The Charge of the Light Brigade was just the most spectacular of the blunders and incompetency that was the Crimean War. The world was changing, and a new form of popular communication was emerging – Newspapers. The Crimean war was the first where correspondents reported directly from the front line. Foremost of these was William Russell of the Times. The advent of the telegraph meant that he could send his reports to London directly from the war zone. His reporting, sometimes unfairly, exposed all the problems and limitations of the British Army, and caused a public outcry, leading to Florence Nightingale’s hospital for the wounded, and ultimately to widespread reforms of the British Army. That however is a story for another post.
Note 1. Abudi, G. (2013). Managing communications effectively and efficiently. Paper presented at PMI® Global Congress 2013—North America, New Orleans, LA. Newtown Square, PA: Project Management Institute
This Post Has 6 Comments
Love the way you bring history to life and relevance.
I learned this poem back in my school days. The 1970s.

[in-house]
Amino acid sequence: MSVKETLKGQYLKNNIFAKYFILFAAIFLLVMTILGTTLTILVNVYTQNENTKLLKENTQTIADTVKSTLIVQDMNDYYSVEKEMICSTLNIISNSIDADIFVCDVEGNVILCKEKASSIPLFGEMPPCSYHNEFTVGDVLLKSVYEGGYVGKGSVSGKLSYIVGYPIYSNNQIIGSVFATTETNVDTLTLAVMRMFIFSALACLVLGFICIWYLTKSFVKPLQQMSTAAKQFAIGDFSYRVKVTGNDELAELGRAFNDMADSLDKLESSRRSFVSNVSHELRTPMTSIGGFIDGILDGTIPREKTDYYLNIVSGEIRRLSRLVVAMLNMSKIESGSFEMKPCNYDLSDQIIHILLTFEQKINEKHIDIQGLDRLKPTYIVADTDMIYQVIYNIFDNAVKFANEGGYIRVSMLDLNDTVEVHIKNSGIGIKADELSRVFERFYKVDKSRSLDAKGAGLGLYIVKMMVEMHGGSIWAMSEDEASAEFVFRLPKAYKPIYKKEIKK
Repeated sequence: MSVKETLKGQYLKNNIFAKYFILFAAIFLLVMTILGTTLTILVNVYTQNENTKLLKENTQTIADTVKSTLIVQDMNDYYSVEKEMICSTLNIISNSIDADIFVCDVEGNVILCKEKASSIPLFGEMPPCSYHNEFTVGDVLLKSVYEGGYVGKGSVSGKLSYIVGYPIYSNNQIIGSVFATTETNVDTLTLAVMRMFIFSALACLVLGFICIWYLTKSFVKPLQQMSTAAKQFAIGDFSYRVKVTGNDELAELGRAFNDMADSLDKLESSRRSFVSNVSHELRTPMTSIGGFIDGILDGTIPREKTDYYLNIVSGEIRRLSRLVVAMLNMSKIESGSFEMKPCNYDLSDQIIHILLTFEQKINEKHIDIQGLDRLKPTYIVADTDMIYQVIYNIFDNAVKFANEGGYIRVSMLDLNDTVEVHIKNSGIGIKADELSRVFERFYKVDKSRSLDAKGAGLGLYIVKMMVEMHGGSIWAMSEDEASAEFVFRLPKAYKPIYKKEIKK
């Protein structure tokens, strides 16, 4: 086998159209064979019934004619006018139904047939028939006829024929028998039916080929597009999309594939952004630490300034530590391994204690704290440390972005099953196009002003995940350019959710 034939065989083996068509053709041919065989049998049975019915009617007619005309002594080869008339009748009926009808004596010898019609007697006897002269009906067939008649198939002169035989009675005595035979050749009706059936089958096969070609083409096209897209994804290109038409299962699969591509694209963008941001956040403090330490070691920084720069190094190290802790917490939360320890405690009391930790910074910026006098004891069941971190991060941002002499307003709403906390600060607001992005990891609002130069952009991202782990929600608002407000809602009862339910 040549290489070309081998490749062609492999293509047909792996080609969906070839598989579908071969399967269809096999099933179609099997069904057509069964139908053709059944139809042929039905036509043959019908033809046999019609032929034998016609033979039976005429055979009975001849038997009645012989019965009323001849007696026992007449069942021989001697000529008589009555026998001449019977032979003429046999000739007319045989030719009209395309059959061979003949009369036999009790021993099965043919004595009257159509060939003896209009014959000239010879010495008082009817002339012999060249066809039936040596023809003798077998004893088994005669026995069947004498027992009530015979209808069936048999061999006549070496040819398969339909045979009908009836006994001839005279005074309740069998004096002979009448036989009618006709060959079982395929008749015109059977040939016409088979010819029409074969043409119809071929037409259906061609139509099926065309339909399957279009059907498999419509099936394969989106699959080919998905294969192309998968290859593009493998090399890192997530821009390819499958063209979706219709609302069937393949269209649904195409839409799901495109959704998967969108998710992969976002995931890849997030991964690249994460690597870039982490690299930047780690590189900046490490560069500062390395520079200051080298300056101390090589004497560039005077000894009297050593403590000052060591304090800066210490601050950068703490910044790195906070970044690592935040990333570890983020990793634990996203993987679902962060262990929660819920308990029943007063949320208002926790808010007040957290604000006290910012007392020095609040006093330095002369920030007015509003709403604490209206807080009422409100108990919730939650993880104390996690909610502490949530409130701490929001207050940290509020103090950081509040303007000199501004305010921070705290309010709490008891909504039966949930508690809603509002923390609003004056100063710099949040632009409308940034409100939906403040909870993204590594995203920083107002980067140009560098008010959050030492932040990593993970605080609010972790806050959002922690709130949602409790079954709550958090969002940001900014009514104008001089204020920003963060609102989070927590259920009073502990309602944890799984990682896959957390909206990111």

Important to be routinely reminded of the need for crystal clear communication.
Looking forward to more of your articles.
Oh my. I should not like to be a PM for a general….
A great article! Thanks for sharing your thoughts. Zeroing in on the 3 learnings for a “Valley of Death” avoidance on projects, drove home the points quite nicely. Well crafted! CONGRATULATIONS on pulling off the maiden piece!
Like Rashid, I too learnt this poem in grade school.
Went something like:
Charge of the Light Brigade, charge for the guns they said…
Jim wish you success in this great idea, which I’m sure you’ll implement with the usual eye for detail, genuine interest and great execution I have seen you use in the projects we’ve implemented together.
Great article, thanks for sharing.
Thanks for you support Rene. Glad you enjoyed it.